Chewing over in vitro meat: Animal ethics, cannibalism and social progress
journal contributionposted on 04.04.2022, 15:37 by Josh MilburnJosh Milburn
Despite its potential for radically reducing the harm inflicted on nonhuman animals in the pursuit of food, there are a number of objections grounded in animal ethics to the development of in vitro meat. In this paper, I defend the possibility against three such concerns. I suggest that worries about reinforcing ideas of flesh as food and worries about the use of nonhuman animals in the production of in vitro meat can be overcome through appropriate safeguards and a fuller understanding of the interests that nonhuman animals actually possess. Worries about the technology reifying speciesist hierarchies of value are more troublesome, however. In response to this final challenge, I suggest that we should be open not just to the production of in vitro nonhuman flesh, but also in vitro human flesh. This leads to a consideration of the ethics of cannibalism. The paper ultimately defends the position that cannibalism simpliciter is not morally problematic, though a great many practices typically associated with it are. The consumption of in vitro human flesh, however, is able to avoid these problematic practices, and so should be considered permissible. I conclude that animal ethicists and vegans should be willing to cautiously embrace the production of in vitro flesh.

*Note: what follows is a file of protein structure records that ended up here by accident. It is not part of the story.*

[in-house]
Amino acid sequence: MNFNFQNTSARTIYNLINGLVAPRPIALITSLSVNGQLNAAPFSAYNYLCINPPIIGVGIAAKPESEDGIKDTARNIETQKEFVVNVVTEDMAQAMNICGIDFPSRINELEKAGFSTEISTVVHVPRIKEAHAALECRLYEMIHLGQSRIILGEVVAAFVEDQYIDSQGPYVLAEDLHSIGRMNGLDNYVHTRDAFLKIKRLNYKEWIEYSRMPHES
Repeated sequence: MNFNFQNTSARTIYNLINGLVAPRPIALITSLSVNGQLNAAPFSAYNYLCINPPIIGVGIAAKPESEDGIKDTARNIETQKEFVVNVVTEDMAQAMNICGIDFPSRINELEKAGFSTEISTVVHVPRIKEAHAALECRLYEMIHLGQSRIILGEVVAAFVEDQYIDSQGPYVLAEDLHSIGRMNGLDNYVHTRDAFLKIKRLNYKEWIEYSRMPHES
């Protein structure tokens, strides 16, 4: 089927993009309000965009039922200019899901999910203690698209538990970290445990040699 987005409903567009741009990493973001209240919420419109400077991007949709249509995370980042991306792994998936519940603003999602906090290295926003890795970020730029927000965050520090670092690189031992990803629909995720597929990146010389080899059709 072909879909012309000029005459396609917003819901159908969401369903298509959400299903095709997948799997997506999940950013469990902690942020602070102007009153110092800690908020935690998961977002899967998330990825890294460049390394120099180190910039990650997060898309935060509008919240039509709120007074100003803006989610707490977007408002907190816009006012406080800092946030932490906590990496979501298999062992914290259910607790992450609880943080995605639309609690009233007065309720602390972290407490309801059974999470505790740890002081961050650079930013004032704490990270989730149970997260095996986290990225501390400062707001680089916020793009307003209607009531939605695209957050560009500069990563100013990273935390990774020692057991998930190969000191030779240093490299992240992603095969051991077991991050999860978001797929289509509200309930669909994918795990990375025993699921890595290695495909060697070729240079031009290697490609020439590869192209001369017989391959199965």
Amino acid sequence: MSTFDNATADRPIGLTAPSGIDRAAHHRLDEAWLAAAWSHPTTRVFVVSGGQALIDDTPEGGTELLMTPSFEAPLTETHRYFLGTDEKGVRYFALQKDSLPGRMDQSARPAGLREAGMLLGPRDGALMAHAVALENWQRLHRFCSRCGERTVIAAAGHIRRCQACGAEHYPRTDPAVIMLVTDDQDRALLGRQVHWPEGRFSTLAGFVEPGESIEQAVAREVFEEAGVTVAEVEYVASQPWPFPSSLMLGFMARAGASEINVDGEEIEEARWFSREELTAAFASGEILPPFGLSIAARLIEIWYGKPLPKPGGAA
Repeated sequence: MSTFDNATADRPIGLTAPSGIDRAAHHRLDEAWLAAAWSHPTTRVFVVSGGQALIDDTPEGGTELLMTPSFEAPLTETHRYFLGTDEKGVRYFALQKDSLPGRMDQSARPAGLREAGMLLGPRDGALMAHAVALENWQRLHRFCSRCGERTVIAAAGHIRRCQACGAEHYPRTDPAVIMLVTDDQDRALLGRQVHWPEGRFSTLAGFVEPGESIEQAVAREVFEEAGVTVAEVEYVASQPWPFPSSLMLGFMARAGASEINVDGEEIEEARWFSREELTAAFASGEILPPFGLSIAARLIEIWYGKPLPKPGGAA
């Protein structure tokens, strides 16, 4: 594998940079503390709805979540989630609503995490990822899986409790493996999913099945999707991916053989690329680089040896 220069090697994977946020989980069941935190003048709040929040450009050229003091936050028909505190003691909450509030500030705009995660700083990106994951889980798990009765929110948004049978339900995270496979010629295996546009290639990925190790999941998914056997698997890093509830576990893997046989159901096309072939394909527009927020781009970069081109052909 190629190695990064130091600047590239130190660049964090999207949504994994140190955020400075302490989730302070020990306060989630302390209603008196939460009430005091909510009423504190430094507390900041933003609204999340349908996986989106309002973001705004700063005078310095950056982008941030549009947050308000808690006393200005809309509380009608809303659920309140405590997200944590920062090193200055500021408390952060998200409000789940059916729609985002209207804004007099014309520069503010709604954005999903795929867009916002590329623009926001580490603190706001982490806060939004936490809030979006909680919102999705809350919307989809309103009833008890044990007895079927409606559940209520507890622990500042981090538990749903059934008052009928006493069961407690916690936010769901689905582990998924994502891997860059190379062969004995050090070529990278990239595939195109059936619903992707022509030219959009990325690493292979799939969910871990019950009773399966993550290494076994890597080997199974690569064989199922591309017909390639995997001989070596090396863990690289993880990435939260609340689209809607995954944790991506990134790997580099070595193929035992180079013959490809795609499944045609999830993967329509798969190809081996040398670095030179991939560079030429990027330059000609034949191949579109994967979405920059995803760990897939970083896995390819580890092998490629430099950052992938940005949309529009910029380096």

Department of Employment and Learning, Northern Ireland
- Social Sciences and Humanities
- International Relations, Politics and History